Situation: Caellod, "Paladin" of Trithereon (CG deity) is on a ridgeline looking down at some manner of nefarious ritual being led by four Clerics of Iuz on the plain below. Surrounded as they were by hundreds of followers in a writhing mass, he knows he has no ability to get close to the clerics to interrupt them. He determines he wants to create a spell to temporarily enchant his spear with the power of his god to strike one of the clerics within the center of the ritual--almost half a mile away!

So the difficulty for this spell was quickly determined to be the following:

  • Power: Launch a spear to fly further than it could normally (+1 difficulty, Substitute Magic Skill for Missile Skill)
  • Improvement: Range: Legendary (+8 difficulty!) (Ref determined lobbing a spear half a mile from high ground would be on a caliber with Greek legend)
  • Modifier: Material Component: Blessed Spear of Trithereon (Uncommon, -2 difficulty)
  • Casting Time: Base Casting time is determined by the net result (1 + 8 - 2 = 6, which equates to 15 minutes to cast)

...The player decided to not increase the difficulty on the casting by shortening the spell (gambling that the observed ritual was going to go that long), so the difficulty was set at 1 + 8 - 2 = 6, or Fantastic difficulty to cast the spell. The player tied the Magic Stunt to his Magic Skill (+5, his apex skill), rolled the dice and got +3 for a result of +8. So this meant Success, with an MoS of +2. The MoS was then determined to be used to make the "Missile" attack more effective. The player decided to not use any Fate points to increase the MoS further.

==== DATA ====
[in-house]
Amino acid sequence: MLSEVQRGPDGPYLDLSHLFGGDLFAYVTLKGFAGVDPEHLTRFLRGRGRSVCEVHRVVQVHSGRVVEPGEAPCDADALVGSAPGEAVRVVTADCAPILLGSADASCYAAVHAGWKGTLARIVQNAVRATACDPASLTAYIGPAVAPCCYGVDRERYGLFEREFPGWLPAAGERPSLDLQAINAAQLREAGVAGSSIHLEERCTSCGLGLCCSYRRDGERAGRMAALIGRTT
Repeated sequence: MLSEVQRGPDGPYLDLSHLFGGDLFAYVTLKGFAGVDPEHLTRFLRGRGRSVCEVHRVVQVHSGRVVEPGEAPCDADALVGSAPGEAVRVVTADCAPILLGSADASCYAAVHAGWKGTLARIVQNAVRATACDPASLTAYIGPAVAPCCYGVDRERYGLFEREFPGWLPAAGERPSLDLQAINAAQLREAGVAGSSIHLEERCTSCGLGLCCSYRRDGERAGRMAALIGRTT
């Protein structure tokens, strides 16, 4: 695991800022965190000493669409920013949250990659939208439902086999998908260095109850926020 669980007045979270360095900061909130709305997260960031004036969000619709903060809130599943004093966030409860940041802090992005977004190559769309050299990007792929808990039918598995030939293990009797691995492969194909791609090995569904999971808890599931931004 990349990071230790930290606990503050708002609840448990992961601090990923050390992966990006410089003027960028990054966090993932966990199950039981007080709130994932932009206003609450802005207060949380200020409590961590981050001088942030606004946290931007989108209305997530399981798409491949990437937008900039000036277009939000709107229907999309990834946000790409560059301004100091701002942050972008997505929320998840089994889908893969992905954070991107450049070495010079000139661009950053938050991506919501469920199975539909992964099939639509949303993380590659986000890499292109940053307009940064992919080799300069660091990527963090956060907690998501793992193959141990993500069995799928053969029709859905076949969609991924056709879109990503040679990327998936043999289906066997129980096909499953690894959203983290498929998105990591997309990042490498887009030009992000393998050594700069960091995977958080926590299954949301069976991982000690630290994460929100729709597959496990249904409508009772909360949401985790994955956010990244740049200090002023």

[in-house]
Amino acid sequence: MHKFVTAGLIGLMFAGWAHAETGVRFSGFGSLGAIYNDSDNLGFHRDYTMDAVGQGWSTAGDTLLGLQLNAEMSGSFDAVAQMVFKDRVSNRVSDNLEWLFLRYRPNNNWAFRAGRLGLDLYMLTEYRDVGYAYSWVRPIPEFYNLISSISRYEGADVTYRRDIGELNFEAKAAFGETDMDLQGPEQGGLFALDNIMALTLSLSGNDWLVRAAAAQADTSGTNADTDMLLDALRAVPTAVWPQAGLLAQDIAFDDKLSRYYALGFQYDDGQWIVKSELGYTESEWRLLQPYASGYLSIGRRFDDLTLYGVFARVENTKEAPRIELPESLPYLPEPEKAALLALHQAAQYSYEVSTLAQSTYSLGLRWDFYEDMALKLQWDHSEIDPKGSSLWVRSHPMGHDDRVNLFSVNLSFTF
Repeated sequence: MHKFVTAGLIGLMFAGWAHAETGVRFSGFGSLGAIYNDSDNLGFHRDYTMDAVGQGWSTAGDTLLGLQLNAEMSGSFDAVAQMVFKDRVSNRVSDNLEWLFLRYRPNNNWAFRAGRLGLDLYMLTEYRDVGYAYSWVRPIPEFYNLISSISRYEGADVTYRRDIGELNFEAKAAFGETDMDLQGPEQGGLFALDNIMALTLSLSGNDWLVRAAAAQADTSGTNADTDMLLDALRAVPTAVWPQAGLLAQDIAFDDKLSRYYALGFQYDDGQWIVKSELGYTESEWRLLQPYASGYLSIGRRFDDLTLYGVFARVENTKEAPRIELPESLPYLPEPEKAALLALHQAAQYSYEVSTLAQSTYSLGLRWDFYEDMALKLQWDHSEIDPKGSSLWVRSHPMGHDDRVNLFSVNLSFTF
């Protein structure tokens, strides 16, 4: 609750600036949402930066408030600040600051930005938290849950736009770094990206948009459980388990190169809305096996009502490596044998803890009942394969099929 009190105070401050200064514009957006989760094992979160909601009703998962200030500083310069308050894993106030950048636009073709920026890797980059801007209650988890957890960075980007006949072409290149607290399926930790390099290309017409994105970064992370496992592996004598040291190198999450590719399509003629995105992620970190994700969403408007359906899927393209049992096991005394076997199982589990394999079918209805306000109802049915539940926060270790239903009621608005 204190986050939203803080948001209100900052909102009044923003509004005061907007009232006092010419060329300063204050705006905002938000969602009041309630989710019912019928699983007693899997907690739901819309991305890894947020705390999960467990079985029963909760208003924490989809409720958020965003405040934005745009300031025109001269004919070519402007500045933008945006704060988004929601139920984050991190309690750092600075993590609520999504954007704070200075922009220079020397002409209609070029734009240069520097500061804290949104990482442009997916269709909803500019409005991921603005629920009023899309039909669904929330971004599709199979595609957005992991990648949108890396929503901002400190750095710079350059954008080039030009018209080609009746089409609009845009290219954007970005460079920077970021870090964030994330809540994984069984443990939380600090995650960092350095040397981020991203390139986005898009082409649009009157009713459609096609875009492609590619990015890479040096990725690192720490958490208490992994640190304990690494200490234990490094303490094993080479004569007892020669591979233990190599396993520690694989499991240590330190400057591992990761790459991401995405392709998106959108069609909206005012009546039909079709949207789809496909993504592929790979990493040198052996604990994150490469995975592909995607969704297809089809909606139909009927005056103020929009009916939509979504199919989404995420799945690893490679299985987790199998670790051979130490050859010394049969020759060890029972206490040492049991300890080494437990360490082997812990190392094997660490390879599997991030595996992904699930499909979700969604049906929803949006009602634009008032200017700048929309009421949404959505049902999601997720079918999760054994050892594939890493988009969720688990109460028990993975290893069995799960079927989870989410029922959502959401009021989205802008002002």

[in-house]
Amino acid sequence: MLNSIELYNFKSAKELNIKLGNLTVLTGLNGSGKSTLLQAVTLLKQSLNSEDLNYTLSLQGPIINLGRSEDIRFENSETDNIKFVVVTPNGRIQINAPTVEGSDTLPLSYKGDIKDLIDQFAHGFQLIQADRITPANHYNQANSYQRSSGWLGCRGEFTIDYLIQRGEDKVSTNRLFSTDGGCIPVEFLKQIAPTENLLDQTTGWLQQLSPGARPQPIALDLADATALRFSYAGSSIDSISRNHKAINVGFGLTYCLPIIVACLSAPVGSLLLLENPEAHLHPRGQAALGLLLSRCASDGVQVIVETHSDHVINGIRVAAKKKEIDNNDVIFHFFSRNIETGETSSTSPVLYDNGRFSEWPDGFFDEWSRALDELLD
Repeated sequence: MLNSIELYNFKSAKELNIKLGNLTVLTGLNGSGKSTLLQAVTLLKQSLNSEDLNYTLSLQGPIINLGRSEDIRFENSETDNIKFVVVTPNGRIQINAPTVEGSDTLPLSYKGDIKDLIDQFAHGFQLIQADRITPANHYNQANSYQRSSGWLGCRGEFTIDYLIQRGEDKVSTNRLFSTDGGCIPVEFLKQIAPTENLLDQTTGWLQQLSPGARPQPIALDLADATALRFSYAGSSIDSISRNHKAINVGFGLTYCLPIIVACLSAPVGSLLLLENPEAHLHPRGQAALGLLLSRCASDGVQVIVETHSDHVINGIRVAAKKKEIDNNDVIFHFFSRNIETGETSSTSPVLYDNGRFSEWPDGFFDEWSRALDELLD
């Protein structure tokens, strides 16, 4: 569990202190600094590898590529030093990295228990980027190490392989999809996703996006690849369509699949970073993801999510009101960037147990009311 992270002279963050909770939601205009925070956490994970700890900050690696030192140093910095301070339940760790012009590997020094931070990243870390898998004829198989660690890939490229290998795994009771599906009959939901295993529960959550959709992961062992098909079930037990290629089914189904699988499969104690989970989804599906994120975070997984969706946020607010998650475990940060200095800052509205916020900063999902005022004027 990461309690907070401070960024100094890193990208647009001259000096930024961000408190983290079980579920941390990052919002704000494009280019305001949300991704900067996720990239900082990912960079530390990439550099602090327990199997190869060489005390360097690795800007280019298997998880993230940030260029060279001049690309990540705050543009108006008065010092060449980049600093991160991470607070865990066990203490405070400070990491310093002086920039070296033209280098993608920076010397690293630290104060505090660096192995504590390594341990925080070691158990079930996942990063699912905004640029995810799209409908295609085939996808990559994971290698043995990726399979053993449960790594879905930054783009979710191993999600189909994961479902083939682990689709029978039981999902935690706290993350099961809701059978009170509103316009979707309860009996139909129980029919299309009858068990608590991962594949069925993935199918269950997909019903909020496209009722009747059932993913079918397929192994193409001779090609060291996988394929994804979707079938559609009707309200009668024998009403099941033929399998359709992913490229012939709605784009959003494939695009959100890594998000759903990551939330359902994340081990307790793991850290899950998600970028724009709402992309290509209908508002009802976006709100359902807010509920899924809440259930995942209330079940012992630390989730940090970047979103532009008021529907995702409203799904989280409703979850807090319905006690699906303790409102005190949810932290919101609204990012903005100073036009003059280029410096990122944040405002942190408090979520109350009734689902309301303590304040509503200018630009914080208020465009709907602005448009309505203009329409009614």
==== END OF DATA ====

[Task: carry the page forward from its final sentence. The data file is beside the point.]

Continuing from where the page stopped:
Now because of the way the spell was set up, it was interpreted the Range difficulty did not make the attack more powerful, just able to overcome the range. So the difficulty of the spell (6) was netted out from the skill result (8) and thus the target was dealing with aFair attack (+2).

The cleric missed an Alertness roll so this attack was essentially considered an Ambush and the defense roll was considered Mediocre (+0). So the number 2 physical stress box was checked and the spell was done. Story-wise, the cleric was effectively interrupted from whatever he was working on within the ritual.

And, oh yeah--the PC had effectively lost his Blessed Spear! (nyah-ha-ha!)

So if you're thinking about interpretation, that's actually pretty nice--what equates to a 6th level cleric spell to inflict a fairly modest amount of damage to a remote target, at the cost to the player of 15 minutes of casting time, and one of the cleric's holy symbols.

Not bad for spells on the fly.

I'll probably throw a few more examples in the next posting.

[Hey -- this is Spirit of the Blank's 100th post! --Mike]
Post a Comment